A recently conducted DAV survey, nationally representative of veterans of all generations, found that 87% of veterans want the federal government to provide a health care system specifically dedicated to the needs of ill and injured veterans. What they don’t want, or need, is more red tape and broken promises.
Turning VA into an insurance program is just one of several simplistic proposals that sound good on the surface, but carry much greater implications for the long term health of our nation’s veterans. So as we are doing with the other bad ideas, let me set the record straight on this one: More red tape, less care coordination, and lower quality health care for veterans would be the result if Congress turned VA into just another government-run insurance program.
The Navy is investigating reports that a female Marine discovered a hidden camera in one of the women's restrooms aboard the USS Arlington, an amphibious transport dock that's currently on at port in Greece, NBC News originally reported.
Today, an American service member died in a "non-combat incident" in Ninawa Province, Iraq according to a statement by Operation Inherent Resolve, the U.S.-led coalition fighting the Islamic State.
"I held one [sailor] in my hands as he passed. He died in my arms."
It's been 30 years since an explosion inside the number two gun turret on the USS Iowa killed 47 American sailors, but for Mike Carr, it still feels like yesterday.
"I knew all 47 guys inside that turret because as part of the ship's policy we had rotated between all three turrets," Carr, who served as a gunner's mate in the Iowa's aft 16-inch turret, told Task & Purpose. "We all knew each other rather intimately."
On April 19, 1989, the day of the blast, the ship was preparing for live-fire training at Vieques, Puerto Rico Naval Training Range.
Carr was wearing headphones that allowed him to hear what the crews in the other turrets were saying.
"At 10 minutes to 10 a.m., somebody came over the phones and said, 'We're having a problem, Turret 2, center gun,'" Carr recalled. "Then approximately two minutes later, I recognized Senior Chief [Reginald] Ziegler, who was the chief in charge of Turret 2, yell into the phones: 'Fire, fire, fire! Fire in center gun, turret 2. Trying to contain it.'"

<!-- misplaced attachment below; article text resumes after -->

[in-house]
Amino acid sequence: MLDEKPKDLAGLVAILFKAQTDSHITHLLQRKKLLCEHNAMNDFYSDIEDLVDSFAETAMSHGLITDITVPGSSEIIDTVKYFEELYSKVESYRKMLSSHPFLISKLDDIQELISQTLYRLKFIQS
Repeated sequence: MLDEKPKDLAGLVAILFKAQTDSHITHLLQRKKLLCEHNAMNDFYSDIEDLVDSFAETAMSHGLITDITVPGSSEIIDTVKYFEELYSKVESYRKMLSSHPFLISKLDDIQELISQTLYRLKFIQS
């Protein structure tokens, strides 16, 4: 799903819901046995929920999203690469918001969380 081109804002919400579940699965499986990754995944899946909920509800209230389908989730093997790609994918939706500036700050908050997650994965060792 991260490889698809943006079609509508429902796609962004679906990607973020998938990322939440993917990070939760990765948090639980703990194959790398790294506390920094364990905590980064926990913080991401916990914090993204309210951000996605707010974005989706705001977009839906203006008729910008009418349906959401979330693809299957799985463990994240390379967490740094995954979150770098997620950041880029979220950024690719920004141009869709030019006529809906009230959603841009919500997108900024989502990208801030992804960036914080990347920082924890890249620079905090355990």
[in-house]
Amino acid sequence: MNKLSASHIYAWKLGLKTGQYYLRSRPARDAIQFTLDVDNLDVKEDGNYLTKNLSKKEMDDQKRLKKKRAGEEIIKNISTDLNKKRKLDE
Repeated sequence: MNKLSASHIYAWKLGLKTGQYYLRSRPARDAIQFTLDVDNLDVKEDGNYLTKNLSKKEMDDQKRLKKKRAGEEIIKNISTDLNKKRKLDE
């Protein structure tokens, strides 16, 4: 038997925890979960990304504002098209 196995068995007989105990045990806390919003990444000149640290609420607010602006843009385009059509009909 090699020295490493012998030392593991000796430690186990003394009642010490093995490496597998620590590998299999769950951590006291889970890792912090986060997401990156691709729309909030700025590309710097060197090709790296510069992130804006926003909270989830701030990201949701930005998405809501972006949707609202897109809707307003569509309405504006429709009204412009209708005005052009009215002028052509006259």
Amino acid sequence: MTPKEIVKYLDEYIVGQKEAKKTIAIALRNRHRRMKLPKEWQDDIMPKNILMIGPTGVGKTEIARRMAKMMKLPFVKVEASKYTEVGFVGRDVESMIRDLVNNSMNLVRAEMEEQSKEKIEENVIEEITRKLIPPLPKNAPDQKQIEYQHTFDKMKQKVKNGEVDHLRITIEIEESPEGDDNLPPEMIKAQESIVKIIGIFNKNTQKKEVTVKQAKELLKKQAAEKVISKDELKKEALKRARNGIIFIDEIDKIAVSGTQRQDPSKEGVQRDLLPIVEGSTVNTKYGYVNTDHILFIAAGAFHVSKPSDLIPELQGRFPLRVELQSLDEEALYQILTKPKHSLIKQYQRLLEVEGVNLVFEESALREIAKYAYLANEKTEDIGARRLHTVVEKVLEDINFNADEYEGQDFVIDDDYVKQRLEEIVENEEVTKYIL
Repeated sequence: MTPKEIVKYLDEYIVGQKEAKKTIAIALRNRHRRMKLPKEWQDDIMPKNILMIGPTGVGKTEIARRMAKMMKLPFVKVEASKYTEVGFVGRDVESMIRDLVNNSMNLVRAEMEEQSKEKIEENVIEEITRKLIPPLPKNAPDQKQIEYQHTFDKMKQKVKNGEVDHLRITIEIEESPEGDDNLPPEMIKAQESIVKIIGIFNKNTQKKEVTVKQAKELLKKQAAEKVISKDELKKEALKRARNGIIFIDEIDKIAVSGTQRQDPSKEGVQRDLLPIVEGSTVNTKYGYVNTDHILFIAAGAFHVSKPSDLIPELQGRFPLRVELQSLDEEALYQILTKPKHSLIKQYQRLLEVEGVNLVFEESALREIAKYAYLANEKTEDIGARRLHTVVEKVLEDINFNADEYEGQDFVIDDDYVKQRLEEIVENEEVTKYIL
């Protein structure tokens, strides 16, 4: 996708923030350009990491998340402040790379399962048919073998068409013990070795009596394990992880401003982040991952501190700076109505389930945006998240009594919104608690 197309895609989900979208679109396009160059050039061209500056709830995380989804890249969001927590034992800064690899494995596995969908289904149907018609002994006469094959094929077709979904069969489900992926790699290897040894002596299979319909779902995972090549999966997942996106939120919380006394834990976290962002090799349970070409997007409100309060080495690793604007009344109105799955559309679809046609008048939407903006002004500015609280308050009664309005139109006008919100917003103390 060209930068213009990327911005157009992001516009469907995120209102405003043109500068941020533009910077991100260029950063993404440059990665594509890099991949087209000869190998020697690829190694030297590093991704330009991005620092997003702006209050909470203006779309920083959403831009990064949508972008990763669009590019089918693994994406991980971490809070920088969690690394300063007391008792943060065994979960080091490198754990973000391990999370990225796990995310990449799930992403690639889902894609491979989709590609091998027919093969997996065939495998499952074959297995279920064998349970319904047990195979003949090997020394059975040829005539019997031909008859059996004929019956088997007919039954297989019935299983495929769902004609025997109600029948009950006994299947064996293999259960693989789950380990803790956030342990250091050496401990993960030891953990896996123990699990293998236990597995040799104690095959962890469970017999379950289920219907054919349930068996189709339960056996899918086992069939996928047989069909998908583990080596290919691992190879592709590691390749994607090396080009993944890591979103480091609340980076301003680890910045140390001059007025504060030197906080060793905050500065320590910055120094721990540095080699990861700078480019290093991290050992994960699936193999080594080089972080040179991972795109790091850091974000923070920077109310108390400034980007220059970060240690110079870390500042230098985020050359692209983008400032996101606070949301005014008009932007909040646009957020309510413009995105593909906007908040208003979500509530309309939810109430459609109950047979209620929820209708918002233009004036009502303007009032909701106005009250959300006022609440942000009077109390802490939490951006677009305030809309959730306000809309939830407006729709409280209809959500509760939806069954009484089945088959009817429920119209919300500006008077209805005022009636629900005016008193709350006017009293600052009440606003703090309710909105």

Then came the blast, which was so strong that it ripped the headphones right off Carr's head.
Organizations offer training, certifications, networking to connect veterans, businesses
As a graduate of the U.S. Military Academy at West Point and a newly minted second lieutenant, I felt well-prepared to tackle the challenges facing a junior field artillery officer in the U.S. Army. When the time came to leave the Army, however, I was much less prepared to make the transition into the yet-unknown civilian sector.
One of the primary issues facing veterans after we transition is that we lack the same sense of purpose and mission that we had with our military careers. Today, more than ever, our service members volunteer to put themselves in harm's way. They are defending our freedom across the globe and should be recognized as our country's true heroes. It's critical that employers educate veterans and provide viable options so we can make informed decisions about the rest of our lives.
The two-star general in charge of the roughly 15,000-strong 2nd Marine Division has turned micromanagement into an art form with a new policy letter ordering his Marines and sailors to cut their hair, shave their faces, and adhere to a daily schedule that he has prescribed.
In his "Policy Letter 5-19," Maj. Gen. David Furness lamented that he has noticed "a significant decline in the basic discipline" of troops he's come in contact with in the division area, which has led him to "FIX IT immediately," instead of relying on the thousands of commissioned and non-commissioned officers below him to carry out his orders.